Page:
Late Win

Image result for premium bonds

My house is old. People say it’s spooky, and the deranged say it’s haunted – especially the back bedroom with its stone mullions, dark furniture, and view out across the hillside to where the ghost impressions of lead mines are all lumpy and moon-like. Poetic, eh.

  • ah, I thought as much… As soon as I start typing about the dead, things were always bound to go weird. A magpie. Large. Blue/black feathers contrasting pure white. Big beak, large eye, barely four feet away on my window as I’m sitting here right now pounding these words on my Advent keyboard. I knew it. I was stupid to rile the dead.

But these things have been forced upon me.

My 85yr old neighbour says the person I bought the house from died in it. I knew someone had died because it was purchased through probate from the original owner’s sister. I just didn’t know the back bedroom was the place ‘Vicky’ took her final breaths in. My neighbour says she was visiting with her to provide comfort barely half an hour before the cancer won and she slipped away. She’d told her not to be scared, though Vicky said she felt overwhelming fear. “Where else would you choose to be and to die?” my neighbour had said to her. I don’t know if those words helped her. They wouldn’t have helped me.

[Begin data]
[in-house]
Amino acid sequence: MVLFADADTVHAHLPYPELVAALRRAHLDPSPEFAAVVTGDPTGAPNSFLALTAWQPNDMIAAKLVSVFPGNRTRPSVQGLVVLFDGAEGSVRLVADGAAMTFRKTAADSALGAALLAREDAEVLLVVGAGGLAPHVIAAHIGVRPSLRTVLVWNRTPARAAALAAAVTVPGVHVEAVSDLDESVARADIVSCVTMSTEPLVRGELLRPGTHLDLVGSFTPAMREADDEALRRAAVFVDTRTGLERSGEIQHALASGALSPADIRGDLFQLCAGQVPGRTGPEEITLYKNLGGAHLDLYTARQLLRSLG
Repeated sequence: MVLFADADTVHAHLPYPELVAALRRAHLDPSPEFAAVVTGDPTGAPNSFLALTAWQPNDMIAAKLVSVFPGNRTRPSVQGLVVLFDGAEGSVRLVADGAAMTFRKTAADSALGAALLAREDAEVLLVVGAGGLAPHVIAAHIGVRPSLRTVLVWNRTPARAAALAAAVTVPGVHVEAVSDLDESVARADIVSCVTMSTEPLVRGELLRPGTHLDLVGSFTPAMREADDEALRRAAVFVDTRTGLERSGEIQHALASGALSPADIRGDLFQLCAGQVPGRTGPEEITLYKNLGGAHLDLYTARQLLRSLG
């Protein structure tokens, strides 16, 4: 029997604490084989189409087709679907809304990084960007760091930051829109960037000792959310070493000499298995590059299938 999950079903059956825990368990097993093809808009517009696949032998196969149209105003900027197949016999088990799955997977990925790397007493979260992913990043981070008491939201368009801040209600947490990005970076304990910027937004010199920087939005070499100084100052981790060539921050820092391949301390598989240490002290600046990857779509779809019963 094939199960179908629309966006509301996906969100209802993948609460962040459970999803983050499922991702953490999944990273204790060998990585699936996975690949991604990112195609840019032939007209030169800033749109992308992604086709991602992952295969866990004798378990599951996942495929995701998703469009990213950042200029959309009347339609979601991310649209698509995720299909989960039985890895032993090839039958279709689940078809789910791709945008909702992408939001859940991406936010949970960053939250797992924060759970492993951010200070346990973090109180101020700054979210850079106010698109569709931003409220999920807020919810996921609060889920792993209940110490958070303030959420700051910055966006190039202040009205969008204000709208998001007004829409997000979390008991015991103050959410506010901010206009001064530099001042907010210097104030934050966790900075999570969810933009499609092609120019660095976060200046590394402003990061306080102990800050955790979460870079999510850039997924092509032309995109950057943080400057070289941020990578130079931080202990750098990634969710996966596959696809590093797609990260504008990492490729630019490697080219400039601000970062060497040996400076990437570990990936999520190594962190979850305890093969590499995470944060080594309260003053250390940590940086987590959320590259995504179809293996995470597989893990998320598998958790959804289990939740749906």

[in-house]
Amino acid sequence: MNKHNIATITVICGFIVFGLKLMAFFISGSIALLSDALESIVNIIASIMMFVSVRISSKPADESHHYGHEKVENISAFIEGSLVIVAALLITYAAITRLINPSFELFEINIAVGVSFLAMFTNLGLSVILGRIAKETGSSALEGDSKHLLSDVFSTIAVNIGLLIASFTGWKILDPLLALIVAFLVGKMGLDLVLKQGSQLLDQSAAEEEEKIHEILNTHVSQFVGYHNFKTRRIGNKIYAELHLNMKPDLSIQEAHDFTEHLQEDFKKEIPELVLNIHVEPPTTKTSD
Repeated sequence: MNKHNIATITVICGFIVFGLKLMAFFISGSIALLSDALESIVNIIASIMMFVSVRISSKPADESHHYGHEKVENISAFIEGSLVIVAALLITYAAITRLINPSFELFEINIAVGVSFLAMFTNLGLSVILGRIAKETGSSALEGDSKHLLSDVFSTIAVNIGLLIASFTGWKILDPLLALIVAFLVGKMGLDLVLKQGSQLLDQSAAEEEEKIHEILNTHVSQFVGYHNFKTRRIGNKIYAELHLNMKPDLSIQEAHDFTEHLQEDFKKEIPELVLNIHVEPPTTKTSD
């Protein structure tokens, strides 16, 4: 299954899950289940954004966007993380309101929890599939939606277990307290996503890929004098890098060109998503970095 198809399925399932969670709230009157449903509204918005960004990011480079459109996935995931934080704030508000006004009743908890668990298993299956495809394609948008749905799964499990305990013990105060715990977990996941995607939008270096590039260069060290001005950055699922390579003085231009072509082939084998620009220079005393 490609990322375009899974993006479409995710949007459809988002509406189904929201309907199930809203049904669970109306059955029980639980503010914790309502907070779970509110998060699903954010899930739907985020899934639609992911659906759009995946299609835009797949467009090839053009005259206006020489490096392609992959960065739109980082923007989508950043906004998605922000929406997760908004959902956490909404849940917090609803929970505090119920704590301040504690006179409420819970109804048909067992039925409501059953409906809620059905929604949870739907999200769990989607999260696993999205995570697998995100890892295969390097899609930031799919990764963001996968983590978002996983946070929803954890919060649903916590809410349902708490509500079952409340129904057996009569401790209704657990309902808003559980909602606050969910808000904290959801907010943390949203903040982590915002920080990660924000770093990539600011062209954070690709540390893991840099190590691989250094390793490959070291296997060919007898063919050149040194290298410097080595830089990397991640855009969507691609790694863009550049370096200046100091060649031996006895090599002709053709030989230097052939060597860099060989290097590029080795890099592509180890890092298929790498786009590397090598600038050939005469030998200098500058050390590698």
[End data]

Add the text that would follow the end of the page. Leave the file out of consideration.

In terms of how nice it is around here, I guess some people would choose it as a palliative environment. Maybe I will too some day. I’ve never given it much thought.

I never really think about Vicky either. But I got a letter addressed to her today. It looked important so I opened it. She’d won the Premium Bonds. She’s been dead for over six years.

I wondered what she’d have thought, what her reaction would have been? If she’d have leaped up and down or run straight to the pub and punched the first person she saw. People handle good news in different ways.

And now I’m thinking about Vicky – the woman I never met, but who spent her last moments upstairs in my house, in her house, with her sister and her friends, laying in bed and scared of dying. And I have a letter to write to the Premium Bond people to tell them the news. The money is not destined for the occupant of this little stone cottage. That was all something that maybe should have happened a long time ago, when the going was good and before liver cancer made an innocent woman die in terror. The cosmos – chance, fate, biological demise, the choosing of a set of random numbers in a computer – always seems to get its kicks. And that, my friends, is no bad lesson to learn.

 

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